Our last Turkey stop started at Trabzon -- one of the
easternmost of the Greek settlements, a big way station on
the old Silk Road, and today the northeast edge of modern
Turkey (about 100 miles from Georgia). In 1204, the
Fourth Crusade sacked Orthodox Constantinople (with
Christians like this, who needs infidels?) Some Byzantine
heirs moved their headquarters here for about 250
years until the Ottomans conquered what was then called the
Empire of Trebizond.
Sumela's Cave Monastery
Our day started with a 30-mile bus
ride through the Zigana Mountains past the
noisy Değirmen Creek gurgling its way to the Black
Sea.After switching to smaller vans, we approached the
winding and slippery path to the Sumela Monastery, now a
museum whose walls are its pictures.
Founded in 386 AD, the Sumela Monastery grew to its
in the 13th century when the Emperor of
Trebizond began to support it and several other
monasteries. Sometimes called "the Last Greek Empire,"
Trebizond was more of a juggling act than an empire; its
kings would marry their beautiful daughters to Anatolian
princes, making hostile neighbors into friendly family.
Often the empire would vie with Venetians and Genoans for
hegemony in its own cities. You never know when a monastery
or two will keep the Divine on your side, especially
one with Obama and Biden dressed as Madonna and
But this wasn’t enough and
eventually the Ottomans took over and beheaded the emperor
and all of his sons. (Apparently they didn't sufficiently
greet them as liberators.) But in typically tolerant
fashion (at least to subjects), the Sultans allowed
the monastery to exist; it remained a popular
religious attraction until the 19th century. Like much of
the Pontic Greek institutions, this monastery clung to both
its wealth and its cliff. Its library was renowned.
Sumela: caves made into chapels
Today the main attractions are frescoes in varying states
of disrepair on both interior and exterior walls. The
various armies which occupied this strategic territory
would often deface Sumela’s icons and frescoes. It
ceased being a monastery in 1923 when those Turks who were
Orthodox were expelled to Greece (and Greece expelled its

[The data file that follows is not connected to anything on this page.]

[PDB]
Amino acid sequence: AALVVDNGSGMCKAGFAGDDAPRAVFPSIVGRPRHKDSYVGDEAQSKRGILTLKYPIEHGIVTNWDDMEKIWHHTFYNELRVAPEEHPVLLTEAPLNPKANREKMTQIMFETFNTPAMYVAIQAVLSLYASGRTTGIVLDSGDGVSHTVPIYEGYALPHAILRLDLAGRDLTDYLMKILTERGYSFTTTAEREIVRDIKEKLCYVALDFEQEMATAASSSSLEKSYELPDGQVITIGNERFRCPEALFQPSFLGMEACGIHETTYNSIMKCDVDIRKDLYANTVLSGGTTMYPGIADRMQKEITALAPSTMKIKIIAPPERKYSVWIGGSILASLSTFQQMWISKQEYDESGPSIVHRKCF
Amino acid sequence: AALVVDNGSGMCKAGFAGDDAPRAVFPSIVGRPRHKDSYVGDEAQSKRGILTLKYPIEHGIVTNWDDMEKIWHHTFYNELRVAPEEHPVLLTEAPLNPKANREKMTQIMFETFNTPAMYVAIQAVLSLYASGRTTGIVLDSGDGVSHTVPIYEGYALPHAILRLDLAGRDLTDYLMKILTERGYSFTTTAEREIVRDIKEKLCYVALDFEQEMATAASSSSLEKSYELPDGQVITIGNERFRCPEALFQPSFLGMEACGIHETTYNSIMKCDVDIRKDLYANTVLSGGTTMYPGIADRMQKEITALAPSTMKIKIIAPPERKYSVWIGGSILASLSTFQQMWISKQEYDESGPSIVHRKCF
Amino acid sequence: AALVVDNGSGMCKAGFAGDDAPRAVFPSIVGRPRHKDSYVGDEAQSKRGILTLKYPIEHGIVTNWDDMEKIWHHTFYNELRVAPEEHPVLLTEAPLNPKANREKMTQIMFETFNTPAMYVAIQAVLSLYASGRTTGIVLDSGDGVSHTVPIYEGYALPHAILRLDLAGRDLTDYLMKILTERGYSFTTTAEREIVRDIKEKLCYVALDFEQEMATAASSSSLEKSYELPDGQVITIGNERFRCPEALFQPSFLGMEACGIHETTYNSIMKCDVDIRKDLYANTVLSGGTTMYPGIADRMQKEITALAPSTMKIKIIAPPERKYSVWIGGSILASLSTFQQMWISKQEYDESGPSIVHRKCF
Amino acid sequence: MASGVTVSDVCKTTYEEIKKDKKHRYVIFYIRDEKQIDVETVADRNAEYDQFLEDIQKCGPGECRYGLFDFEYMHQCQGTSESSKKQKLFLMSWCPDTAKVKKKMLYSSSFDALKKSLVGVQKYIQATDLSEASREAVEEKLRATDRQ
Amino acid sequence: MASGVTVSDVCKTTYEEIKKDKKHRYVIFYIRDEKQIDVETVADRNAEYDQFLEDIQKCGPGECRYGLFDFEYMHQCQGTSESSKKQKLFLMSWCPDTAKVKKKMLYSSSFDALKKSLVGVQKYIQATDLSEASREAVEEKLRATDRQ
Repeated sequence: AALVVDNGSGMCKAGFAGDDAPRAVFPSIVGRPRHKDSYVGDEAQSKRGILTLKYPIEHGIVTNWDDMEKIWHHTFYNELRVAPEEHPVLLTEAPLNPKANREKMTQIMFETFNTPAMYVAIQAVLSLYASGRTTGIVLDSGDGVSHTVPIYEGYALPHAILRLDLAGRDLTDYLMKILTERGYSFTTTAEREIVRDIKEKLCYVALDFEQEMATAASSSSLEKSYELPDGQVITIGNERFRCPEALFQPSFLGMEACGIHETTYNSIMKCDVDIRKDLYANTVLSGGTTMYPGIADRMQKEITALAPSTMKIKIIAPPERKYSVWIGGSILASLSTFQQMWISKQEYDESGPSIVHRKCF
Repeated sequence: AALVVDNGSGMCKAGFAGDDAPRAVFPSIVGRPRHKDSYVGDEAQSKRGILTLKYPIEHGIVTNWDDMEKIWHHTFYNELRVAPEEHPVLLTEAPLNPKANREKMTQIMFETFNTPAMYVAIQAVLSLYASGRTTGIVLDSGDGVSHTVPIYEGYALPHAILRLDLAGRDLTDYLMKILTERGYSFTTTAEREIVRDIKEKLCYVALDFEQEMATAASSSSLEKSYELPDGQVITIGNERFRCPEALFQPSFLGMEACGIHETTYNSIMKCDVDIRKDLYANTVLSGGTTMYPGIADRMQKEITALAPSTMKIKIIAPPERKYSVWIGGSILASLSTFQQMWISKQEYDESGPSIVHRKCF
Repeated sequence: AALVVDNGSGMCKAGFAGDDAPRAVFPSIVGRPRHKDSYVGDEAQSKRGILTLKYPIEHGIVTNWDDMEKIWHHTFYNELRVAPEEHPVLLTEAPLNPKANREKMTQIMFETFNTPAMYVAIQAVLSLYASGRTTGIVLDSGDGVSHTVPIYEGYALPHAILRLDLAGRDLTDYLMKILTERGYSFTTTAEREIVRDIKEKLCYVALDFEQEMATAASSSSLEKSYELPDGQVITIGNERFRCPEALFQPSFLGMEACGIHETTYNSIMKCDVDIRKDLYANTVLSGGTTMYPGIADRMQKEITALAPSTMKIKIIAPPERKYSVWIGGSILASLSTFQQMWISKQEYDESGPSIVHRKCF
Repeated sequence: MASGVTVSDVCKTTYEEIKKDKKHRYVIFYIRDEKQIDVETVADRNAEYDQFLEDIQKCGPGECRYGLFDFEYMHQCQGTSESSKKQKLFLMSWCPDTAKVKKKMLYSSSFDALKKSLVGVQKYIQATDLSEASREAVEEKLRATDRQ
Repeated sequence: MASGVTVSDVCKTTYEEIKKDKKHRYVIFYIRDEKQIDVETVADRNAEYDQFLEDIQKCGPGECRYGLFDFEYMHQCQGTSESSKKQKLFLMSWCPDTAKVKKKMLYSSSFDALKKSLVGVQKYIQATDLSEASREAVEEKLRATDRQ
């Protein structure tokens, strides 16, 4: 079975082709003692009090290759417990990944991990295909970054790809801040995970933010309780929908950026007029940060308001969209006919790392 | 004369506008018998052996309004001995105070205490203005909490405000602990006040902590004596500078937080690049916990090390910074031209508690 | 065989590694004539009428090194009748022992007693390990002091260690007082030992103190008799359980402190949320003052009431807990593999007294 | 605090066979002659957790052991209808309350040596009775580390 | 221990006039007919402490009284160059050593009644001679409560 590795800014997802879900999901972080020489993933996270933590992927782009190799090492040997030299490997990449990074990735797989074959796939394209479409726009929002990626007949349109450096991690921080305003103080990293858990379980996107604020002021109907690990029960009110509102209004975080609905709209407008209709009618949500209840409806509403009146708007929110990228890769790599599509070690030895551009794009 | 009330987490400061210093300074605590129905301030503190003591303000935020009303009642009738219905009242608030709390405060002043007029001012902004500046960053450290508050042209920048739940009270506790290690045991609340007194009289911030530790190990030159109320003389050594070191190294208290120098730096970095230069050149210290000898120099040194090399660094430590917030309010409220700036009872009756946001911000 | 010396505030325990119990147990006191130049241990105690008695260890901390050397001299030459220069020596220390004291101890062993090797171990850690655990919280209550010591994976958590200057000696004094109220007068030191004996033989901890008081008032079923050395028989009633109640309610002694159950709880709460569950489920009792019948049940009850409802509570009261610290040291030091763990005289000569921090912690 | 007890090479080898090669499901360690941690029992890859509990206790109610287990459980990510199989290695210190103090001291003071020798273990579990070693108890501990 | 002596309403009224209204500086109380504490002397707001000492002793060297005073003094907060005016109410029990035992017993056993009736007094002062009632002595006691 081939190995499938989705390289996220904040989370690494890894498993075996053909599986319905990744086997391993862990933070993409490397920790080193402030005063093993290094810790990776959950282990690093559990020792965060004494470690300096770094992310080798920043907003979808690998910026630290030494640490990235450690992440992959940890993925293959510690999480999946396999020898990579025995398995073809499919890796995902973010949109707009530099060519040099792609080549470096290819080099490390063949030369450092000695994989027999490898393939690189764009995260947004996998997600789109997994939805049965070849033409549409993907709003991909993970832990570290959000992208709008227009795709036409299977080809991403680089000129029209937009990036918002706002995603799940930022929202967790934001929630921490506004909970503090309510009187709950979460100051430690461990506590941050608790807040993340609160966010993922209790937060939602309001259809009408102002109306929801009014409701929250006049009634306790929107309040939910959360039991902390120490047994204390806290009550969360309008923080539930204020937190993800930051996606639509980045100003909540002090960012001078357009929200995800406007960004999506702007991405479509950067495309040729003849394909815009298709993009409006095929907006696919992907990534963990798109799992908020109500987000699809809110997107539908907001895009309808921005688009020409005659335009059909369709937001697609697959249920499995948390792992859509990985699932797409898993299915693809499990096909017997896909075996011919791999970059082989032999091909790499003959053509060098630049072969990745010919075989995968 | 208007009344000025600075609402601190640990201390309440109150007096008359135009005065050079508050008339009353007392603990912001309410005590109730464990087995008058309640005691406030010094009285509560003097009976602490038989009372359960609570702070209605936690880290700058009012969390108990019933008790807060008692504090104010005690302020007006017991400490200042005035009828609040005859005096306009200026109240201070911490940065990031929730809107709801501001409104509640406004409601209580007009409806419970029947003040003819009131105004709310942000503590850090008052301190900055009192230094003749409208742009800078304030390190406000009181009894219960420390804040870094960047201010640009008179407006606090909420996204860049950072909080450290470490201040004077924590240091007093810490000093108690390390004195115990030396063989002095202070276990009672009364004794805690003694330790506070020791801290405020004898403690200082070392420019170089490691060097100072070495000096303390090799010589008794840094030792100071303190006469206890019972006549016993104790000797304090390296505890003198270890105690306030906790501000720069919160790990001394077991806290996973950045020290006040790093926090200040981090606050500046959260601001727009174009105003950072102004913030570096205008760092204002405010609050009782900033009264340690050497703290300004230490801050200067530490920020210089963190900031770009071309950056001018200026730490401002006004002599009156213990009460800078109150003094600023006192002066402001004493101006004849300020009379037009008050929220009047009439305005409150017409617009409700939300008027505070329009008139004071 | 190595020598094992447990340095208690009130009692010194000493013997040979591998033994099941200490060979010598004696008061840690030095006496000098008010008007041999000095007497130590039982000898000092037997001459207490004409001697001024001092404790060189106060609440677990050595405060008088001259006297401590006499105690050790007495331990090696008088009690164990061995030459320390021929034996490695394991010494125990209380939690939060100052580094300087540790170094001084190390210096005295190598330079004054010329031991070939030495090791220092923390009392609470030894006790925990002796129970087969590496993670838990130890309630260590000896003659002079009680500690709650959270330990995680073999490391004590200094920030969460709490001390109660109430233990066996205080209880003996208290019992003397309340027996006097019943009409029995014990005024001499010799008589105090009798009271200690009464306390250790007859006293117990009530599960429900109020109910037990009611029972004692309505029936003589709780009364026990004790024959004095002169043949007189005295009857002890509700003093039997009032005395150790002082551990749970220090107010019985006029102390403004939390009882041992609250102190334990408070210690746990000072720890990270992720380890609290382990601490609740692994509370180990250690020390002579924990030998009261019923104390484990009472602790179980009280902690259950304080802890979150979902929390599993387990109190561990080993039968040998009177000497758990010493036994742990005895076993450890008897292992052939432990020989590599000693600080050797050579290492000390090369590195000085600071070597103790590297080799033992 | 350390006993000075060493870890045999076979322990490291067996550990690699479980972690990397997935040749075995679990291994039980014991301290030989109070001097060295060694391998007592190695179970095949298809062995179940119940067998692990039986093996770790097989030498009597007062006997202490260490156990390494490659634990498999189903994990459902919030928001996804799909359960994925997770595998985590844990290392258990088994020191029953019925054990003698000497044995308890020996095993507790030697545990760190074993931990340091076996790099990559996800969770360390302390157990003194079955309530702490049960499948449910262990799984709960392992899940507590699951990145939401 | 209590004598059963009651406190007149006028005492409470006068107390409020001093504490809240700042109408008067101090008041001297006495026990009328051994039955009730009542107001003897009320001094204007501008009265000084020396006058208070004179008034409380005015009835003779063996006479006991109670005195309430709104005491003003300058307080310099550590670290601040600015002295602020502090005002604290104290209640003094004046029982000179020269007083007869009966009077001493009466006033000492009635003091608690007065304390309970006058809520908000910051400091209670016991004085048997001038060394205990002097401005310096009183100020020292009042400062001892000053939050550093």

Muslims to Turkey). Many had lived in their adopted
countries for many centuries and spoke only the local
An economy-sized Haiga Sophia
After visiting Sumela, we returned to central Trabzon to
explore the 13th century Hagia Sophia. Built as a church
for a long-gone monastery, it survived by converting to
Islam in 1577, becoming a mosque over a century after the
Ottoman conquest. Today it's a museum.
Its carved entrance and
12-sided dome augment Haiga Sophia's frescoes
Haiga Sophia rises 50 feet above the bordering Black
Sea. Around 1960, Edinburgh University scholars
restored about 1/6 of the Byzantine images plastered
under by mosque walls.
While some feel that this space was
originally modeled on its much earlier and larger namesake
in Constantinople, this is a much different church, roughly
in the rectangular shape of a Roman basilica.
Its exterior carvings were probably influenced by churches
in Georgia and Armenia, relative neighbors to this
quite-distant Byzantine outpost.
At left we see a vertical slice of the frescoed
interior from 12-sided dome down to the fine
Byzantine floor. A smaller and lighter Hagia Sophia
here requires little of the elephantine columns found in
The extant frescoes are considered major works of the late
Byzantine period and are probably from the 3rd quarter of
the 13th century. Once they covered the entire interior.
Those that survive typically are marked by chip marks
made when the 19th century mosque repairers new
plaster a better grip on the frescoed walls.